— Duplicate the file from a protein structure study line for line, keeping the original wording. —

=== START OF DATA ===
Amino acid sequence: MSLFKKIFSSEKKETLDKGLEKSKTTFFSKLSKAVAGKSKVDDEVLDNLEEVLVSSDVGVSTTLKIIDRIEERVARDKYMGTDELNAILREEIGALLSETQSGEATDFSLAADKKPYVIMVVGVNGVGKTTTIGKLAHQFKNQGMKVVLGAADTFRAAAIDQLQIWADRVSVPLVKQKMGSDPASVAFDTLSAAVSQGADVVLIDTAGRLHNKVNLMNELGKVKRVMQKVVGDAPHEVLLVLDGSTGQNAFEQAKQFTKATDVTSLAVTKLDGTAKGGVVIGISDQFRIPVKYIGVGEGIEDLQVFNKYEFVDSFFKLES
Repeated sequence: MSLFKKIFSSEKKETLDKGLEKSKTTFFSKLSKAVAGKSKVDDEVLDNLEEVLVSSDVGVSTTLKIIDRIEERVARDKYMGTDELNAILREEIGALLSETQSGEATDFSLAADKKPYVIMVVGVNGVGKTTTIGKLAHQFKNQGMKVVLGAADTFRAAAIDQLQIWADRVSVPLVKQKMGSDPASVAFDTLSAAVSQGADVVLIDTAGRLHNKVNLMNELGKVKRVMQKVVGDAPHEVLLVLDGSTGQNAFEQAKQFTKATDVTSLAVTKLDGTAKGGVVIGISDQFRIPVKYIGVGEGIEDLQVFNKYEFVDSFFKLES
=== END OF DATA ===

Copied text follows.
Amino acid sequence: MSLFKKIFSSEKKETLDKGLEKSKTTFFSKLSKAVAGKSKVDDEVLDNLEEVLVSSDVGVSTTLKIIDRIEERVARDKYMGTDELNAILREEIGALLSETQSGEATDFSLAADKKPYVIMVVGVNGVGKTTTIGKLAHQFKNQGMKVVLGAADTFRAAAIDQLQIWADRVSVPLVKQKMGSDPASVAFDTLSAAVSQGADVVLIDTAGRLHNKVNLMNELGKVKRVMQKVVGDAPHEVLLVLDGSTGQNAFEQAKQFTKATDVTSLAVTKLDGTAKGGVVIGISDQFRIPVKYIGVGEGIEDLQVFNKYEFVDSFFKLES
Repeated sequence: MSLFKKIFSSEKKETLDKGLEKSKTTFFSKLSKAVAGKSKVDDEVLDNLEEVLVSSDVGVSTTLKIIDRIEERVARDKYMGTDELNAILREEIGALLSETQSGEATDFSLAADKKPYVIMVVGVNGVGKTTTIGKLAHQFKNQGMKVVLGAADTFRAAAIDQLQIWADRVSVPLVKQKMGSDPASVAFDTLSAAVSQGADVVLIDTAGRLHNKVNLMNELGKVKRVMQKVVGDAPHEVLLVLDGSTGQNAFEQAKQFTKATDVTSLAVTKLDGTAKGGVVIGISDQFRIPVKYIGVGEGIEDLQVFNKYEFVDSFFKLES